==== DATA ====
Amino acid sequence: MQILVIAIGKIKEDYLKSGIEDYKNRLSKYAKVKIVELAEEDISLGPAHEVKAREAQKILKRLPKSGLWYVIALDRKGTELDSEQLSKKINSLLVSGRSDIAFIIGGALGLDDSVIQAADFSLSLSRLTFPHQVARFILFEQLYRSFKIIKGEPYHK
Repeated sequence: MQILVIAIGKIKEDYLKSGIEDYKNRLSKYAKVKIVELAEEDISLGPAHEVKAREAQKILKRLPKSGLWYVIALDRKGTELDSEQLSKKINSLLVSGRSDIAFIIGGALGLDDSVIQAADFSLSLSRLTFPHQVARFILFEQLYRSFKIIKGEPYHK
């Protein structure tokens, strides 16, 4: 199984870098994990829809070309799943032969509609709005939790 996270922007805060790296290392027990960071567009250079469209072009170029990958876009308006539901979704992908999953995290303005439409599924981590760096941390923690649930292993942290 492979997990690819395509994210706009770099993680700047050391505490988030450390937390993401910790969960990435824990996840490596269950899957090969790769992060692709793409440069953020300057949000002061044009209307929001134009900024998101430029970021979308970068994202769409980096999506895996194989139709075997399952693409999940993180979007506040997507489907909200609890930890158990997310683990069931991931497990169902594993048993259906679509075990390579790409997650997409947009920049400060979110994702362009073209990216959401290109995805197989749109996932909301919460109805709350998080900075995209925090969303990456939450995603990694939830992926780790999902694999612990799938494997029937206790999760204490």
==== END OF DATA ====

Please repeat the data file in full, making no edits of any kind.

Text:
Amino acid sequence: MQILVIAIGKIKEDYLKSGIEDYKNRLSKYAKVKIVELAEEDISLGPAHEVKAREAQKILKRLPKSGLWYVIALDRKGTELDSEQLSKKINSLLVSGRSDIAFIIGGALGLDDSVIQAADFSLSLSRLTFPHQVARFILFEQLYRSFKIIKGEPYHK
Repeated sequence: MQILVIAIGKIKEDYLKSGIEDYKNRLSKYAKVKIVELAEEDISLGPAHEVKAREAQKILKRLPKSGLWYVIALDRKGTELDSEQLSKKINSLLVSGRSDIAFIIGGALGLDDSVIQAADFSLSLSRLTFPHQVARFILFEQLYRSFKIIKGEPYHK
């Protein structure tokens, strides 16, 4: 199984870098994990829809070309799943032969509609709005939790 996270922007805060790296290392027990960071567009250079469209072009170029990958876009308006539901979704992908999953995290303005439409599924981590760096941390923690649930292993942290 492979997990690819395509994210706009770099993680700047050391505490988030450390937390993401910790969960990435824990996840490596269950899957090969790769992060692709793409440069953020300057949000002061044009209307929001134009900024998101430029970021979308970068994202769409980096999506895996194989139709075997399952693409999940993180979007506040997507489907909200609890930890158990997310683990069931991931497990169902594993048993259906679509075990390579790409997650997409947009920049400060979110994702362009073209990216959401290109995805197989749109996932909301919460109805709350998080900075995209925090969303990456939450995603990694939830992926780790999902694999612990799938494997029937206790999760204490």